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Volz, Stefanie M. (2009): Evolution of dioecy in the Cucurbitaceae genus Bryonia: a phylogenetic, phylogeographic, and SCAR-marker approach. Dissertation, LMU München: Fakultät für Biologie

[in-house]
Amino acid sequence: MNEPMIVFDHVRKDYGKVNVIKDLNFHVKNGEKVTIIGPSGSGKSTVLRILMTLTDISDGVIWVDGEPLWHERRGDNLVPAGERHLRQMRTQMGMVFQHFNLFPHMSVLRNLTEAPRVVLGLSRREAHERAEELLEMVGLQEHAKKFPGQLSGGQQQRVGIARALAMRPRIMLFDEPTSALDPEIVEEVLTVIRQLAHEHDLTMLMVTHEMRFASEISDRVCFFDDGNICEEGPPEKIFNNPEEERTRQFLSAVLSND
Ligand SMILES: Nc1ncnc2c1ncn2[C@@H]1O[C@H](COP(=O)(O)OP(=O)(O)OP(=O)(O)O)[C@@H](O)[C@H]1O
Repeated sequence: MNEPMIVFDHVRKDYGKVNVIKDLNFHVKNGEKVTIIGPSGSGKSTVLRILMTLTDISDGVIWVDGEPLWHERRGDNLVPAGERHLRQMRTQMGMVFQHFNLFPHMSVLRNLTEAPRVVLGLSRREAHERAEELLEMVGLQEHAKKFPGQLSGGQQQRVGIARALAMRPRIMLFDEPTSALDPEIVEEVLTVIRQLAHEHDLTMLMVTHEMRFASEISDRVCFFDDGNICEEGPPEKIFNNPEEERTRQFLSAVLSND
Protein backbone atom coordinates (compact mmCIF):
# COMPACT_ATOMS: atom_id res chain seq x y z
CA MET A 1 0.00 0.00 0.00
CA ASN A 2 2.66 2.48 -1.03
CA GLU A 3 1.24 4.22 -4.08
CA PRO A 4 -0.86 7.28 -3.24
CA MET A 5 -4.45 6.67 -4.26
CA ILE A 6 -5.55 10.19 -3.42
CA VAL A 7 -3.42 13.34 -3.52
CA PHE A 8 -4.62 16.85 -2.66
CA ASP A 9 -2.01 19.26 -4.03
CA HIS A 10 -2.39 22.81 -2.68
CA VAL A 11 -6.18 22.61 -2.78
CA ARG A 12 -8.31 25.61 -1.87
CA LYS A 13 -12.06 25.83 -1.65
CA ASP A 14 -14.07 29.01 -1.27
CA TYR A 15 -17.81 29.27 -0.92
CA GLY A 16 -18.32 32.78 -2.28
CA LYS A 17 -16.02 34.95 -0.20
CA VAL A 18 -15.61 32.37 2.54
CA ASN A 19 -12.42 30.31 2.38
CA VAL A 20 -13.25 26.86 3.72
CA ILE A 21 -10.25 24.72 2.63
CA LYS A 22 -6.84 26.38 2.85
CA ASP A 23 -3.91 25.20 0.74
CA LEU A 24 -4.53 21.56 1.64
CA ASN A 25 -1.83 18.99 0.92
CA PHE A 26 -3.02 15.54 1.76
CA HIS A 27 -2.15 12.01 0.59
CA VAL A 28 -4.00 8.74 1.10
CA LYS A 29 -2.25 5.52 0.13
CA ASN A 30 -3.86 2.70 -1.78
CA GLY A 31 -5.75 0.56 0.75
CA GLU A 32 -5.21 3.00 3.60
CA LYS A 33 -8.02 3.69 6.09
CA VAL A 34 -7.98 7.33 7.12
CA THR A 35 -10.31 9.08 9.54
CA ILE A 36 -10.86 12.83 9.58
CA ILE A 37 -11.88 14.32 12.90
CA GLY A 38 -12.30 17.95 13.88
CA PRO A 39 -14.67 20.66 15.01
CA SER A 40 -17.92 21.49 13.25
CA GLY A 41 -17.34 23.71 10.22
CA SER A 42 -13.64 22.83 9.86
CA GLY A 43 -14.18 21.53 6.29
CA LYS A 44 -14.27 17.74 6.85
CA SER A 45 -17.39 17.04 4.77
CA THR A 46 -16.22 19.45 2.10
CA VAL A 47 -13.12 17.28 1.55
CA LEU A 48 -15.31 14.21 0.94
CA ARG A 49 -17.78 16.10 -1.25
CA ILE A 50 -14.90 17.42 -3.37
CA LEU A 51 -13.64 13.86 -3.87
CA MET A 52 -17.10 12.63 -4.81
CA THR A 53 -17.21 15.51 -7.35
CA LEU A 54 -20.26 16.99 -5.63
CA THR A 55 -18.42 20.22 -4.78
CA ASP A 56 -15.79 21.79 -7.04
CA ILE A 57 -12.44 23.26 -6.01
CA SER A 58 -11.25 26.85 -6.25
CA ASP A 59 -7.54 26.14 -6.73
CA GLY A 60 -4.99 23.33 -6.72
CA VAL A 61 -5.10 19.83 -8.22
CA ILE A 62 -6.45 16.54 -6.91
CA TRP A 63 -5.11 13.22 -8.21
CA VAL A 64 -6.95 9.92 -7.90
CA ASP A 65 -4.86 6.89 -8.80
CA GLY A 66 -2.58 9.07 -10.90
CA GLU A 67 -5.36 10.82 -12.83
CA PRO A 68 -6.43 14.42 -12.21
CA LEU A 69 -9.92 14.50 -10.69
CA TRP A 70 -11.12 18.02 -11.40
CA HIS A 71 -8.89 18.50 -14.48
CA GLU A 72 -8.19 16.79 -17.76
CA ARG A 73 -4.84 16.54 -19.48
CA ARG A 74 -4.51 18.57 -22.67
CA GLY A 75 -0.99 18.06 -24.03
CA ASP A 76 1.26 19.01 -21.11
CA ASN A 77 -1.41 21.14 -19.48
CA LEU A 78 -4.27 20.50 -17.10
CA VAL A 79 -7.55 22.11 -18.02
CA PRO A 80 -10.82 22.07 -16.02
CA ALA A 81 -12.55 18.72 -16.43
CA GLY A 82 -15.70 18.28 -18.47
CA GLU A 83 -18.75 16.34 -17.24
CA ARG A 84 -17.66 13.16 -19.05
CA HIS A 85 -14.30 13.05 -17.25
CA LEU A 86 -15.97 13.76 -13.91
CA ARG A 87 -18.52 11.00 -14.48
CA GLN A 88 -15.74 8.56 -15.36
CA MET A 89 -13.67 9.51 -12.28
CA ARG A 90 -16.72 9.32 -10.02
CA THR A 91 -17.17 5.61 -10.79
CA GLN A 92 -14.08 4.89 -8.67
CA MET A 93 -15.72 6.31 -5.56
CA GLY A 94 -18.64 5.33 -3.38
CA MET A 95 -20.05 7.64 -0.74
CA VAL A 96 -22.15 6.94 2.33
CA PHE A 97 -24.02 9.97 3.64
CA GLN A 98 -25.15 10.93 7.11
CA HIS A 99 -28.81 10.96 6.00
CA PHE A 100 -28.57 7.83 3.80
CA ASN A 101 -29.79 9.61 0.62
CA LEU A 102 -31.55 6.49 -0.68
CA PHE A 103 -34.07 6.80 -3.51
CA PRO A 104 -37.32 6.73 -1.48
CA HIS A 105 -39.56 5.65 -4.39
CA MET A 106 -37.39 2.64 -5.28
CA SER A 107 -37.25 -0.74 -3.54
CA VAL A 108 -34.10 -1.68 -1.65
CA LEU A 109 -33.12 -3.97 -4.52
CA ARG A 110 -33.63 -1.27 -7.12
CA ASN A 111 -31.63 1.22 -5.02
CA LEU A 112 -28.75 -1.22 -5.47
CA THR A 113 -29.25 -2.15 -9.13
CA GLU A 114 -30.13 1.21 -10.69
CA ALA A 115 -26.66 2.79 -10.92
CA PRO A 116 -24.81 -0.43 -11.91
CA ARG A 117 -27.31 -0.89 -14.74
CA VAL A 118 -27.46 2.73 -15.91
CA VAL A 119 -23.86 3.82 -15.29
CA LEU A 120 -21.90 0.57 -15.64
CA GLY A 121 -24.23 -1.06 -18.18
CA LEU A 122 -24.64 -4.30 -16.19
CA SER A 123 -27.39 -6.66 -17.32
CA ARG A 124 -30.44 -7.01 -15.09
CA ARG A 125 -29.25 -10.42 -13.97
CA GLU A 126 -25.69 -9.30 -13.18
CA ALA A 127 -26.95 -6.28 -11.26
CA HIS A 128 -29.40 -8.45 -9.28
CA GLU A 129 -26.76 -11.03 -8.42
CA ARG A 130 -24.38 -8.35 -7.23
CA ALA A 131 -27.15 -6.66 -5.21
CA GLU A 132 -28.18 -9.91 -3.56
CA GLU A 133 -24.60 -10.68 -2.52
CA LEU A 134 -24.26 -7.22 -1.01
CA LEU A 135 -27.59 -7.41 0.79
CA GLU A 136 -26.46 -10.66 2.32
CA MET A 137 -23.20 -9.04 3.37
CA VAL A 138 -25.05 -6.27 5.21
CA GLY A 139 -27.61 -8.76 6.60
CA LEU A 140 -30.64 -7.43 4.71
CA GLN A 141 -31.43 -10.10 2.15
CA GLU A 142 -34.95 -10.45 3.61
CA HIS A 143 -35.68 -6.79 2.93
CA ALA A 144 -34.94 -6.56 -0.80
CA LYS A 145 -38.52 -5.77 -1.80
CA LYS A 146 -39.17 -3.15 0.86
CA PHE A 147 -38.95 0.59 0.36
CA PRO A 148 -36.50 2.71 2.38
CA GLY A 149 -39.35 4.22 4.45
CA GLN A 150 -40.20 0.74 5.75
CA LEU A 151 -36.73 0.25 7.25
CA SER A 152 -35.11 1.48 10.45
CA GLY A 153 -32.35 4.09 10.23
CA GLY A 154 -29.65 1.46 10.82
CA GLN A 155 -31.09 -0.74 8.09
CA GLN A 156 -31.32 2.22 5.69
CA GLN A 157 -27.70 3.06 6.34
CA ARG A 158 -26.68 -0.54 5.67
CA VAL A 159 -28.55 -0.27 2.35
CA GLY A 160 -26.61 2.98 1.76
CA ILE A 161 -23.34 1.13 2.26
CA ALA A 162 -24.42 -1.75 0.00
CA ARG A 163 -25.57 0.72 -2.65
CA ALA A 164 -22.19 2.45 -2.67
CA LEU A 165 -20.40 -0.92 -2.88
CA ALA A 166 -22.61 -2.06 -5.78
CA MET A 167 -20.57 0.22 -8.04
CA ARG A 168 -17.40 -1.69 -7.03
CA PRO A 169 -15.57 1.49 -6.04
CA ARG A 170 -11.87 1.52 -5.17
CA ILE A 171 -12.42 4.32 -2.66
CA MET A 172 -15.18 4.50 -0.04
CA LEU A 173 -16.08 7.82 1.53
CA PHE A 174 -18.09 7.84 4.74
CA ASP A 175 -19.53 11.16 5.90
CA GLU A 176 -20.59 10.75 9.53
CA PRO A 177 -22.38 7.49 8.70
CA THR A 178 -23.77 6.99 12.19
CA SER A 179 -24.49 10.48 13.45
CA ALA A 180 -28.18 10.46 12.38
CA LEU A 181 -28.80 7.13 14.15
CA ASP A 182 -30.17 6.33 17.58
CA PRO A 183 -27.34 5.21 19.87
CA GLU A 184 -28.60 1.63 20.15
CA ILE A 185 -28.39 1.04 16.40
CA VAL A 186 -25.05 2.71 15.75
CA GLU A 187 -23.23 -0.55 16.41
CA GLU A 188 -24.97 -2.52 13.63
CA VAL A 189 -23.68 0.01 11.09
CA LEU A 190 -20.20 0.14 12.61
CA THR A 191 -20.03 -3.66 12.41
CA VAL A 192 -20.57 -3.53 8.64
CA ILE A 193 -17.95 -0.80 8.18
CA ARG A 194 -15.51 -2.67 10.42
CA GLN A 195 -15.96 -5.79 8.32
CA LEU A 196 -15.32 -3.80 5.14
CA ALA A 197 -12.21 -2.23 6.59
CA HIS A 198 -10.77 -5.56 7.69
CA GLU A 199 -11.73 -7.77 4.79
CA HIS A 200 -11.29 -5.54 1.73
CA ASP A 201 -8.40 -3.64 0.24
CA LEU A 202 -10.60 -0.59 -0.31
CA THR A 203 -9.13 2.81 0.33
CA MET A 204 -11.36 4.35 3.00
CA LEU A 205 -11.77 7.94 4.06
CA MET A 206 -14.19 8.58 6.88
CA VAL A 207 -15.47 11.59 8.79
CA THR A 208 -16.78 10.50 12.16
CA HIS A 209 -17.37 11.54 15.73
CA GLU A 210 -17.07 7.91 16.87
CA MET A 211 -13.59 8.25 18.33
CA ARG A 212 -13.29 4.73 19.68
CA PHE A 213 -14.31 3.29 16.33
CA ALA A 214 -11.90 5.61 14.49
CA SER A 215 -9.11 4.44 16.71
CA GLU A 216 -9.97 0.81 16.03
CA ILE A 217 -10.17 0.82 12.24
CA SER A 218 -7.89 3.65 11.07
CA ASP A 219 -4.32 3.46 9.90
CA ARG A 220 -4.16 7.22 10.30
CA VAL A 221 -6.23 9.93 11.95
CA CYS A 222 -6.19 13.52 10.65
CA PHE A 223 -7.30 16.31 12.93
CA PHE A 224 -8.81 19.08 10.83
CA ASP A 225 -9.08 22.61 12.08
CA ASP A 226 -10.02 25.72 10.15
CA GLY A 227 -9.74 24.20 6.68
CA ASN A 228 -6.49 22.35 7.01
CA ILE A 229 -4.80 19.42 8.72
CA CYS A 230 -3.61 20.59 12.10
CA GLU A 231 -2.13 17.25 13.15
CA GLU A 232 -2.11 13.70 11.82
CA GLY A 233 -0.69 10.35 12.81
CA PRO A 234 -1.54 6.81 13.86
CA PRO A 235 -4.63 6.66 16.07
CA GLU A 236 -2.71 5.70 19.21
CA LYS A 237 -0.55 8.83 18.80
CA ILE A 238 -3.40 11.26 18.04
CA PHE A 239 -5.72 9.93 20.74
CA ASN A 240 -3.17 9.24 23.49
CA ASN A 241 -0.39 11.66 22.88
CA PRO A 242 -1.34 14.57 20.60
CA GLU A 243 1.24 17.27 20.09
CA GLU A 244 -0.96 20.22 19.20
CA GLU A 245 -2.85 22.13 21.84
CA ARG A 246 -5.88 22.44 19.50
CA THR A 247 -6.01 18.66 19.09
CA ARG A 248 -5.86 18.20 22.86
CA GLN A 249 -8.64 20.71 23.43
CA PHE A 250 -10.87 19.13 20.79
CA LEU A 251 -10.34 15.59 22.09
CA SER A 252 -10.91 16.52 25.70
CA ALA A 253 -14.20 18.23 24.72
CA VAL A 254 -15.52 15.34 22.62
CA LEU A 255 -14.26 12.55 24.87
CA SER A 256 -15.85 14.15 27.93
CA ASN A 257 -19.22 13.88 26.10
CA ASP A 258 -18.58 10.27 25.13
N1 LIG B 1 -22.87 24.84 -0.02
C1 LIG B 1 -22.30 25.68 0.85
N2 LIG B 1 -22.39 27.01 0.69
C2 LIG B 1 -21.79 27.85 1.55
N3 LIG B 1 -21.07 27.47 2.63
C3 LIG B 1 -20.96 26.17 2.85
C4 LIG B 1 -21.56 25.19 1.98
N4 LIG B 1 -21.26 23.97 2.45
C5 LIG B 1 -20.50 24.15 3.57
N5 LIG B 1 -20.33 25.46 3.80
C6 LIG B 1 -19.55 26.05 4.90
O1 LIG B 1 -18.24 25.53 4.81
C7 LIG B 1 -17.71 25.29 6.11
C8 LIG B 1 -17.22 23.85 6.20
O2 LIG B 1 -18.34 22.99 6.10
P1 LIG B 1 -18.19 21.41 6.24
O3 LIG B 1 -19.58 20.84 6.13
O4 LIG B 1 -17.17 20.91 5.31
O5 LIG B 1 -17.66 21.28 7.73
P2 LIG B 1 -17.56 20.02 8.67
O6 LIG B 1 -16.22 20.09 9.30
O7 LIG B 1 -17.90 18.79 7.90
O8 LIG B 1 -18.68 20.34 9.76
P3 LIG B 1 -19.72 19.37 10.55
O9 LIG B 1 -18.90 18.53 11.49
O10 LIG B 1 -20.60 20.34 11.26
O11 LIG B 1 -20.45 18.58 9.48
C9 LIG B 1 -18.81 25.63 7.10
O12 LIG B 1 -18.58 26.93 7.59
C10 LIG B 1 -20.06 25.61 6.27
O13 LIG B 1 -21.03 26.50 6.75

Genetic crosses between the dioecious Bryonia dioica Jacq. (Cucurbitaceae) and the monoecious B. alba L. in 1903 provided the first clear evidence for Mendelian inheritance of dioecy and made B. dioica the classic case of XY sex determination in plants. We use chloroplast (cp) and nuclear (nr) DNA sequences from 129 individuals representing all morphological species to study species relationships and distribution, sexual system evolution, and association of ploidy-level with dioecy in Bryonia. Chloroplast and nuclear trees mostly fit morphological species concepts; there are seven dioecious and three monoecious species, together ranging from the Canary Islands to Central Asia. Bryonia verrucosa, the morphologically most differing species from the Canary Islands is sister to all other species. Our data argue for the inclusion of the narrowly endemic Central Asian species B. lappifolia and B. melanocarpa in B. monoica. Conflicts between cp and nr topologies imply that the dioecious hexaploid B. cretica arose from hybridization(s) involving the diploid species B. dioica, B. syriaca, and/or B. multiflora. The tetraploid B. marmorata likely originated via autopolyploidy. The nr phylogeny implies at least two transitions between dioecy and monoecy, but no correlation between change in sexual system and ploidy level. Fossil-calibrated molecular clocks using family-wide rbcL data with a Bryonia-centered sampling suggest that the deepest divergence in Bryonia occurred ca. ten million years ago and that monoecious and dioecious species crossed in the classic studies are separated by several million years of evolution. Traits, such as annual regrowth from a tuberous rootstock and other adaptations to a seasonal climate, as well as species and haplotype abundance, point to an origin of Bryonia in the Middle East. Species and haplotype poverty north of the Alps together suggest recolonization there after the last glacial maximum. Most species of Bryonia have 10 chromosomes (as confirmed by my own counts), and there appears to be no morphologically distinct pair that would represent the sex chromosomes. However, we know from the crossings carried out by Correns and others that in B. dioica, sex shows monofactorial dominant inheritance, setting up the hypothesis that B. dioica may have a pair of chromosomes on which key sex-determining gene(s) and sexlinked genes have accumulated. To gain insight into the possible presence of such a pair of sex chromosomes in B. dioica, it is necessary to sequence a fairly long sex-linked region to study its substitution behavior and to eventually visualize its physical placement using FISH. As a first step towards this goal, I developed a sex-linked SCAR marker for B. dioica from AFLP bands and sequenced it for individuals representing the full distribution range of the species from Scotland to North Africa. The region north of the Alps harbours distinct Y and X alleles that differ in a 197-bp indel, with the Y allele being perfectly linked to the male sex. In southern Europe, however, the XY system appears to break down (to an extent that is not clear), and there are signs of recombination between the Y and X homologues. Population genetic analyses suggest that the sex-linked region I amplified (i.e., the SCAR marker) experienced different evolutionary pressures in northern and southern Europe. These findings fit the evidence from my phylogenetic and phylogeographic analyses that the XY system in Bryonia is evolutionarily labile. Overall, my work suggests that Bryonia may be a good, but very complex, system in which to study the early steps of plant sex chromosome evolution.